The Feast of Easter
If you strive to be faithful to Jesus, this is where it leads you: to an empty tomb.
Jesus was faithful, even when God and God's way became totally mysterious – as we too must be faithful. The heart of the Incarnation, of God-becoming-flesh, is found in Jesus' radical acceptance of what we so frequently forget: that every person is born incomplete, unfinished, not yet at home. The whole human experience is one of becoming, of ongoing formation, ongoing conversion. We will only know fully what it is to be human, and our formation will only be complete, when the journey of life is over – and only then if the journey has been made well. This was true even with Jesus: the Incarnation was completed only with the resurrection.
And that, not the empty cross, but the empty tomb, is the end of the story. Everything was torn away from Jesus, so that he was only for God – but then everything, and more, was later restored. The best possible thing happened: the Father welcomed the Son home. And now we finally know the answer to the question, what does it mean to be the Son of God? The answer is in the symbol of the empty tomb: To be a son or daughter of God, which each of us was declared to be at our baptism, means not that we will escape dying, but that we will escape death. Each of us will experience dying in many ways: the dying of youth as we grow in age; the dying of good health in times of sickness; the dying of unfulfilled dreams, hopes, perhaps relationships – and is not every act of love, of unselfish giving, a small act of dying? And then, of course, will come our physical dying. But none of them is the end of the story. We will, like Jesus, escape death – it does not have the last word. Don’t you see? The tomb is empty! The Father is waiting to welcome us home.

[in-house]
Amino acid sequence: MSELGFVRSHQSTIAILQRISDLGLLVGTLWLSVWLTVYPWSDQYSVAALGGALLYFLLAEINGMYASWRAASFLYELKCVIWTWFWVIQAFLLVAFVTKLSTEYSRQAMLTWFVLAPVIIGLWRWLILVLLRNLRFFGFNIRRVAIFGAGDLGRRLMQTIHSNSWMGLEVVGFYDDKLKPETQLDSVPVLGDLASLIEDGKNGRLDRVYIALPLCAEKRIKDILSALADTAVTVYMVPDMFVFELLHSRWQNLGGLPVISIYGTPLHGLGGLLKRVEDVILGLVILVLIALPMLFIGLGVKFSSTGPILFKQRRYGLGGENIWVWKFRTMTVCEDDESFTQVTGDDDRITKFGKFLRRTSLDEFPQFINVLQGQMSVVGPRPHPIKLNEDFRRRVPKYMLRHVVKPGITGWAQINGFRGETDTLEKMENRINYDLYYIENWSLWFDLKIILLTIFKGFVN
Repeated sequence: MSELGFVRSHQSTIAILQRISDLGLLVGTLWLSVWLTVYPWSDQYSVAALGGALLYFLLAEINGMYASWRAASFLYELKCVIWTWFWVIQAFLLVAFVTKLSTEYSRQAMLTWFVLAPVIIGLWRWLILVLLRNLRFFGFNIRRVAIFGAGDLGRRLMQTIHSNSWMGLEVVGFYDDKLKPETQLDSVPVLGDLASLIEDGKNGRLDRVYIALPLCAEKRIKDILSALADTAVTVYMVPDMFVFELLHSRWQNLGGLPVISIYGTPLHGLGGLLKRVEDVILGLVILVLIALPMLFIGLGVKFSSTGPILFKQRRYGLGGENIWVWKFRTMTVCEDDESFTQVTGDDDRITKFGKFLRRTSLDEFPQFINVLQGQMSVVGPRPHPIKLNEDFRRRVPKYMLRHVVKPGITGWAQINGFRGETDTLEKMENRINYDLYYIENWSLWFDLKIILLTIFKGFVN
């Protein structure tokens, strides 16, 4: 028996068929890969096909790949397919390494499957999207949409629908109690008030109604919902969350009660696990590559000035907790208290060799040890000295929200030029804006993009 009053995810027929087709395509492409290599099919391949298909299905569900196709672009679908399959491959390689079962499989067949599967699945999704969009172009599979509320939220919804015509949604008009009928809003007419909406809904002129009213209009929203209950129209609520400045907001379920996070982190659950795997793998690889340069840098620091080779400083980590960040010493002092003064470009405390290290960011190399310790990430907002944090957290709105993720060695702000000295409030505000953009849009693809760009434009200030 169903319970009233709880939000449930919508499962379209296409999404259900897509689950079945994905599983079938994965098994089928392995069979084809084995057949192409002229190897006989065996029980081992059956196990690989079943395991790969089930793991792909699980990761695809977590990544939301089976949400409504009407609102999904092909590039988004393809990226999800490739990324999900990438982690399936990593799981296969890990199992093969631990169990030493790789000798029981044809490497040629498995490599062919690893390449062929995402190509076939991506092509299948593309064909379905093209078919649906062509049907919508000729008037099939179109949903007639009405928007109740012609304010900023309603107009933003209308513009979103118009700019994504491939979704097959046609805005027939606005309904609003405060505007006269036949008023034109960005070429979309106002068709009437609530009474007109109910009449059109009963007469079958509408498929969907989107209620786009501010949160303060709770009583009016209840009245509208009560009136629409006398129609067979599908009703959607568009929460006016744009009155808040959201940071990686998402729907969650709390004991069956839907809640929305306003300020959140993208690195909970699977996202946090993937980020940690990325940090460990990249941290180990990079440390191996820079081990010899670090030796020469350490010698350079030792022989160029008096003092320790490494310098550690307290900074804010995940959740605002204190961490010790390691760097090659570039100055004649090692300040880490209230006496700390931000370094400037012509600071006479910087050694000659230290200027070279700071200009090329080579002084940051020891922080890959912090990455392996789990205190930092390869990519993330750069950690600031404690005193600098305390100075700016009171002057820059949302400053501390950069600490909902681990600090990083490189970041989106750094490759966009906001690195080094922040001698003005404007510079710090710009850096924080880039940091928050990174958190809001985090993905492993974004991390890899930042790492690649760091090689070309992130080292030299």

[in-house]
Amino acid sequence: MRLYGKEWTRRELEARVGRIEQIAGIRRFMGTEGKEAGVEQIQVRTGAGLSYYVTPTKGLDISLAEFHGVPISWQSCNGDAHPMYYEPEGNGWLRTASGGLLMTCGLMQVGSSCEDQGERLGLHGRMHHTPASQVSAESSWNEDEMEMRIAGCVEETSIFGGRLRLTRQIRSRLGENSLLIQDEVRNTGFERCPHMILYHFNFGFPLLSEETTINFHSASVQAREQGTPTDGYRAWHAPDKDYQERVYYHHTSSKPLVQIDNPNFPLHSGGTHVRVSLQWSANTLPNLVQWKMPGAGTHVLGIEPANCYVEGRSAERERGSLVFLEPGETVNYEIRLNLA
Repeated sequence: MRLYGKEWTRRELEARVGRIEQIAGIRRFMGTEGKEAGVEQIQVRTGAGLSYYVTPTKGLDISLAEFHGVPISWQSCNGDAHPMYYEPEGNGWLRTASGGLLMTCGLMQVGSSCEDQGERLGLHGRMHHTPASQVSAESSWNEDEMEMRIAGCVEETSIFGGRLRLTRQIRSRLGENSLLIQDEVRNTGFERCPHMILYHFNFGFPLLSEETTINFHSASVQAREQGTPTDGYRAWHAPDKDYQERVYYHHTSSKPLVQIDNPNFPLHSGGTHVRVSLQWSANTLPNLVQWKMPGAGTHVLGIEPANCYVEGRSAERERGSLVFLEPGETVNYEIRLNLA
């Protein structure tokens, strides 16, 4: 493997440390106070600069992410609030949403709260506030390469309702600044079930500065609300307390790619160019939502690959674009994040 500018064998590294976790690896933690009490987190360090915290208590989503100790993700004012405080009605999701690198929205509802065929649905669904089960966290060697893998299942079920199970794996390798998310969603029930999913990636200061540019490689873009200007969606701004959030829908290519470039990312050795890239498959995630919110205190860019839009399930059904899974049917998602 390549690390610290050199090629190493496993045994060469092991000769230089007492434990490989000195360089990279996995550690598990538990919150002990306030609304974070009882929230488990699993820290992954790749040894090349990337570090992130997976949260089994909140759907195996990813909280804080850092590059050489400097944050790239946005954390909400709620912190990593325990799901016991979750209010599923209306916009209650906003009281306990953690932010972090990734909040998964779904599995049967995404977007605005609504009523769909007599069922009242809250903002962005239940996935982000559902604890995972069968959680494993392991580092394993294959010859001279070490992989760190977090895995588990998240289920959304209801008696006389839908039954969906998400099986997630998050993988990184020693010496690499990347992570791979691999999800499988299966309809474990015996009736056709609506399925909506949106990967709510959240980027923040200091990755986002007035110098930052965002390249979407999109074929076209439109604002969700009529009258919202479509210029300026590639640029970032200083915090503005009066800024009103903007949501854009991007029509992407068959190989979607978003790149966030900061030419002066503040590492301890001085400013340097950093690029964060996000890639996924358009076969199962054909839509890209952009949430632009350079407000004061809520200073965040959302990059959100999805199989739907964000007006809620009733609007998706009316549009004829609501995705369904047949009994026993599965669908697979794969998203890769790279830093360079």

Give thanks for your life: It will change, but never end.